Most of my blogs are intended for… well, anyone and everyone in my wide, far-reaching, wonderful audience! 🙂

This one, however, is more of a quick note intended to assist anyone who uses WordPress and wants to create a post in the Classic Editor instead of in the Block Editor. (that’s at the end of the post, if you want to scroll down and skip right to the point)

One of my bigger pet peeves is anytime people take something that works and replace it with something that doesn’t. It keeps happening, though, so I’ve learned to just try and figure it out as I go.

I have figured out how to navigate through at least one such change, and I want to share it.

Anyone who has been using WordPress long enough knows (and probably loathes) that they recently made major changes in how we can create posts. They introduced the Block Editor (monstrosity) that I am fairly certain NO ONE actually likes, enjoys, or anything else positive. If WordPress reads this, I want them to know that we hate the Block Editor.

In the “Classic Editor” (ie, the one I am using right now because it works) we are able to do revolutionary things, including but not limited to saving our work, adding and visibly arranging pictures, and we don’t even need to “open settings” in order to see the categories and tags and publishing options and such, it’s just right there automatically.

It’s wonderful!

But, things are what they are, and idiots keep replacing things that work with things that don’t, so my approach is simply to figure out how to get things done anyway, despite the raging stupidity that currently runs rampant in the world.

Not that I have any strong feelings about this, of course! 😉

I know I am not alone in my frustrations. I recently saw one of my fellow bloggers post about possibly ending their blog because the Block Editor is so inconvenient. So, wanting to be helpful, I shared what I have figured out about posting using the Classic Editor. Another blogger – whose blog you totally should check out – liked it so much that they suggested I share the same in a post of my own, so it could be more widely shared. The idea of doing something to assist more of my fellow bloggers appeals to me, so, here we are!

I have no idea if this works for anyone else anymore. I don’t see why it wouldn’t, but, then again, I don’t see why WordPress sprung the Block Editor on us in the first place, so what do I know? 😉

Oh, right: I know how to create a post in the good old Classic Editor that we all know and love. On that note, and with some much-needed complaining about the situation now out of the way, I hope this is helpful to someone! 🙂

Go to your blog site.
Click “My Site”
Click “WP Admin”
Click “Posts”
Do NOT click “create new.” Click the arrow *next* to “create new” and it has the options “Block Editor” and “Classic Editor.”

And to edit a post, click the checkbox next to the post (or, as I’ve found on an iPad, press somewhere on the area around the post without touching the post title itself), and the option of “Classic Editor” will be among the things that pops up.

One must insist *every time* that, yes, this IS what one wants to do.

And that’s pretty much it. Have a good one, fellow bloggers and other WordPress users! Post away! (and share away!)

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Sunday’s Wisdom #311: All That Matters

“If nothing we do matters, then all that matters is what we do.”
– Angel, Angel
Season 2, Episode 16, “Epiphany”

Finishing out the Halloween festivities here, this came to my mind while I was discussing last week’s quote.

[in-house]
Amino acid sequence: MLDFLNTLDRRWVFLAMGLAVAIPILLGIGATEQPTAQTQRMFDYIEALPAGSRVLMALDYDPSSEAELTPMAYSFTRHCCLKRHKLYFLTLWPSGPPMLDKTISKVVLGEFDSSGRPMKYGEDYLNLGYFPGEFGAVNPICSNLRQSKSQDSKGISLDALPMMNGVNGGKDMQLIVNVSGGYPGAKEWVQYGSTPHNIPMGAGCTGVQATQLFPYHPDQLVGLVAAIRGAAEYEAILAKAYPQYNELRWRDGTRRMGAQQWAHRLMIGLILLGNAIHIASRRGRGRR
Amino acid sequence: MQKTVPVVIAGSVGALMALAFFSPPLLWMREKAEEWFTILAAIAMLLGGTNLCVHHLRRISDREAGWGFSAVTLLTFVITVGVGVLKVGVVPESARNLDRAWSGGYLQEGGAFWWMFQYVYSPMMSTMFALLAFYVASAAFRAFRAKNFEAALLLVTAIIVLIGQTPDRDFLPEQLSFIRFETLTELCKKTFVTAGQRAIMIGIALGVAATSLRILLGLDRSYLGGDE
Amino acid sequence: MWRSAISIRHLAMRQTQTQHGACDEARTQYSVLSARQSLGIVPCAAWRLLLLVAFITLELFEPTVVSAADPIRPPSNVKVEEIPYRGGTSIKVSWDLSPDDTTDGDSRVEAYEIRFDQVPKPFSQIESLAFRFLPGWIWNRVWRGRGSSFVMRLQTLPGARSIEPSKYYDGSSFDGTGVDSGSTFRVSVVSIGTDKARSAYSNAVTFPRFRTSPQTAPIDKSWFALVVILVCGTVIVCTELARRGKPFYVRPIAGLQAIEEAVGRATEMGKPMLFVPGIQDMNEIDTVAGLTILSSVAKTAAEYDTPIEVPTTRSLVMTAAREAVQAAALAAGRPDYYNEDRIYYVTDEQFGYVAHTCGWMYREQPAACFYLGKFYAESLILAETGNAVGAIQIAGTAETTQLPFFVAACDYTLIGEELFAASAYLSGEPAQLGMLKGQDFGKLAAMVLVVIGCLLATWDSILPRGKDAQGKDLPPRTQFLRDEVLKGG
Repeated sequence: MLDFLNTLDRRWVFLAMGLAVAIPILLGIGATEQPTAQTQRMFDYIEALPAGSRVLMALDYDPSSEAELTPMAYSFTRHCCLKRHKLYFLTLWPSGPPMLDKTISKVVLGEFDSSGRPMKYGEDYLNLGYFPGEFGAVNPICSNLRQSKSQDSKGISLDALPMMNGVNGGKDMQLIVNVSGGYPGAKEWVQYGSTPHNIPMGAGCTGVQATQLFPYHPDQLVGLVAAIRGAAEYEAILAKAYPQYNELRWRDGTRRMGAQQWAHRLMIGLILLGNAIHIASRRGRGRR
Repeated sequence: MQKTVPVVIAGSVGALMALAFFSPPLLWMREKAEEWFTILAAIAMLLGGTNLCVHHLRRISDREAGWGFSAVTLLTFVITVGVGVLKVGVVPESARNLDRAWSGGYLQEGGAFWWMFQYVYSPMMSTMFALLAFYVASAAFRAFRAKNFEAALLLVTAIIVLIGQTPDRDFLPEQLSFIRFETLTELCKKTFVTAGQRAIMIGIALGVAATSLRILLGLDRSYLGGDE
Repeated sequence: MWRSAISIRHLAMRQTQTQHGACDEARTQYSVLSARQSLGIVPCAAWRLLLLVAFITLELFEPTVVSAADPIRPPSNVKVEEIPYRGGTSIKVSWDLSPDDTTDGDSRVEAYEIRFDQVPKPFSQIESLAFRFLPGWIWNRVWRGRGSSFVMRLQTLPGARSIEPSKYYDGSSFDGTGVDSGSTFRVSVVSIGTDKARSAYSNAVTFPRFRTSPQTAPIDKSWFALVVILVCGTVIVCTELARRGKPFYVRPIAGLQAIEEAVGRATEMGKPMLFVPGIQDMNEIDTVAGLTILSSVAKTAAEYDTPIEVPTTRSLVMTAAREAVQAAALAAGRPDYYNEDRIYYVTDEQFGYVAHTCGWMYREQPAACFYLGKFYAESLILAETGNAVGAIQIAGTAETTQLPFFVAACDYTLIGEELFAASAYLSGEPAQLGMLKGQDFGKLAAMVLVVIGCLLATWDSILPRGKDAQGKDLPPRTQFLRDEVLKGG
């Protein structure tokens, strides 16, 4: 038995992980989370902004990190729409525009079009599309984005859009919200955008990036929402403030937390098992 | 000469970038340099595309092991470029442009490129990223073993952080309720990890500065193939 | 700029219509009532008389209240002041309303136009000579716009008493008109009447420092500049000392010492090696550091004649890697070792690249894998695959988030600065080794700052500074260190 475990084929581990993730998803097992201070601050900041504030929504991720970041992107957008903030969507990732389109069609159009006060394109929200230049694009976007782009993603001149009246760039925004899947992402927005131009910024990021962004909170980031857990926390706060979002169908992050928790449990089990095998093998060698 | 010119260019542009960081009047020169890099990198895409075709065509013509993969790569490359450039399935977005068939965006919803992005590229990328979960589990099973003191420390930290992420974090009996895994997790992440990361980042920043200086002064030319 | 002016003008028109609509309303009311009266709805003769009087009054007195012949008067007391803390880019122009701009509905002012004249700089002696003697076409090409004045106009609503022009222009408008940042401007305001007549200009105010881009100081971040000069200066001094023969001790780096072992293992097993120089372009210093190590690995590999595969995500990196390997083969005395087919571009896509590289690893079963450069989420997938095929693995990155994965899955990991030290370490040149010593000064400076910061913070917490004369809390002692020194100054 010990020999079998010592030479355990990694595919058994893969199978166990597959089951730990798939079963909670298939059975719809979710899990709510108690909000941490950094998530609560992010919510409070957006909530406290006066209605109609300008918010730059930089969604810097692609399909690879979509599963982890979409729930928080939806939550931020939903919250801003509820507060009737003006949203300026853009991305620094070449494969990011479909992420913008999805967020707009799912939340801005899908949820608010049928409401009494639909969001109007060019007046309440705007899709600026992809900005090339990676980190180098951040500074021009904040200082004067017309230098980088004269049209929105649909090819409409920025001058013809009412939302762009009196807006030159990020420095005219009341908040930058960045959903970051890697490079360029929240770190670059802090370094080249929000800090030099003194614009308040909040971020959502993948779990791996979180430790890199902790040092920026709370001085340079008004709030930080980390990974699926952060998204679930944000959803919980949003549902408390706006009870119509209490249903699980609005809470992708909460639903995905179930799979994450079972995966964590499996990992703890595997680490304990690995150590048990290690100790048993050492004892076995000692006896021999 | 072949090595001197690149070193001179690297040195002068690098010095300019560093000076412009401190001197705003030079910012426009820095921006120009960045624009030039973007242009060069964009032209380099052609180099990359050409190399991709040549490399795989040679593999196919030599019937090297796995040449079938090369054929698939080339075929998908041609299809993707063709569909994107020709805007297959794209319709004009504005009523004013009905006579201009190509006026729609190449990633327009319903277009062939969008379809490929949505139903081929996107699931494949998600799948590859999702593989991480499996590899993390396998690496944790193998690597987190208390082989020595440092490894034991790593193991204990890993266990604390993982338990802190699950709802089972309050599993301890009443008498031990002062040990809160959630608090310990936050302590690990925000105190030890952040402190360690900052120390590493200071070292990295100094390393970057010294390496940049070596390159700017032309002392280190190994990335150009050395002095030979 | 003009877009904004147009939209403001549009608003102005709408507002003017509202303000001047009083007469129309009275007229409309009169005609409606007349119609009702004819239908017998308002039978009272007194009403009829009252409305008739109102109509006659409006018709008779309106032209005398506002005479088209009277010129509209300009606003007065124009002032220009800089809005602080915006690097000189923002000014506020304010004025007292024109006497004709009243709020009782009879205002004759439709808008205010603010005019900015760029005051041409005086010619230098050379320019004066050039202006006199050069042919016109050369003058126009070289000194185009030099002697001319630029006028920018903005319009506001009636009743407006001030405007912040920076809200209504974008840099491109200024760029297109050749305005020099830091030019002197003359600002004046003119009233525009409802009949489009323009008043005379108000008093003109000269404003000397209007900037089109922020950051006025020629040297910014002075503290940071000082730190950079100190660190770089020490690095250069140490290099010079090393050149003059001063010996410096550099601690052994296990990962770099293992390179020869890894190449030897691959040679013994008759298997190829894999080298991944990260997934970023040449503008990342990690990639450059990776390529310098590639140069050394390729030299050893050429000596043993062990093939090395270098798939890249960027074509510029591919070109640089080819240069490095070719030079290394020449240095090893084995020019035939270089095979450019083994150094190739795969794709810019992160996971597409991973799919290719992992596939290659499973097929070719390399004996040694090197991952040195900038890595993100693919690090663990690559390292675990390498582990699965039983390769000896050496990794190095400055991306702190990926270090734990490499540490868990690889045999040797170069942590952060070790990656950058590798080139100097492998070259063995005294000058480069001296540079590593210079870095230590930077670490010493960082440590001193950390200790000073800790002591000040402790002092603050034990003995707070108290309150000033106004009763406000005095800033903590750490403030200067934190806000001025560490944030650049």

When Angel says this, he is saying it in light of a bitter truth he’s been forced to swallow, which drove him into absolute despair, from which he has emerged with another truth, an epiphany. Which, I find, is often the way of such epiphanies. The way to enlightenment often passes through darker valleys… but I digress.

Angel has lived a long while without any real hope, and then he found some and became a real fighter, a warrior. He hoped for redemption from past misdeeds, he hoped for the sort of cosmic reward that follows the grand victory of good over evil, and he hoped to simply beat down the darkness with bloody ruthlessness. All of those hopes have been dashed to pieces and burnt, leaving only ashes behind. He no longer believes that he can see the end of his own suffering and live through it. Indeed, he no longer believes much of anything. There is no grand plan, no last and everlasting victory, no light at the end of the tunnel. So he believes.

Now, I disagree entirely with that, but I must admire the conclusion that Angel reaches, which pulls him out of his despair.

See, if nothing we do matters… if there is no big win, no absolute victory, no reward or recognition… if nihilism is right and there is nothing else… then what we do is everything. In other words, it’s all we have, and all we are. That makes it the most important thing in the world, because it’s all there is, and how can you top “everything” in terms of importance?

So, maybe our deeds count for nothing in the grand scheme, where nothing changes, nothing improves, everything eventually falls to entropy and becomes nothing, and so on and so forth. Maybe we don’t get anything for it, good or bad. Perhaps our efforts are completely doomed to be utterly futile on a cosmic scale.

…so what?

We still have our ability to choose! We still have our choices, our actions, our superpower that even the universe cannot match! In fact, that’s all we have, it’s everything, and thus it automatically matters more than anyone can comprehend.

“The smallest act of kindness is the greatest thing in the world,” Angel says, finishing his explanation. He is absolutely right (and I will delve further into that another time). And it goes even further than that.

Every act of kindness, every choice to be brave, all the little sacrifices we make for those around us, these matter, both to us and to those whom we help.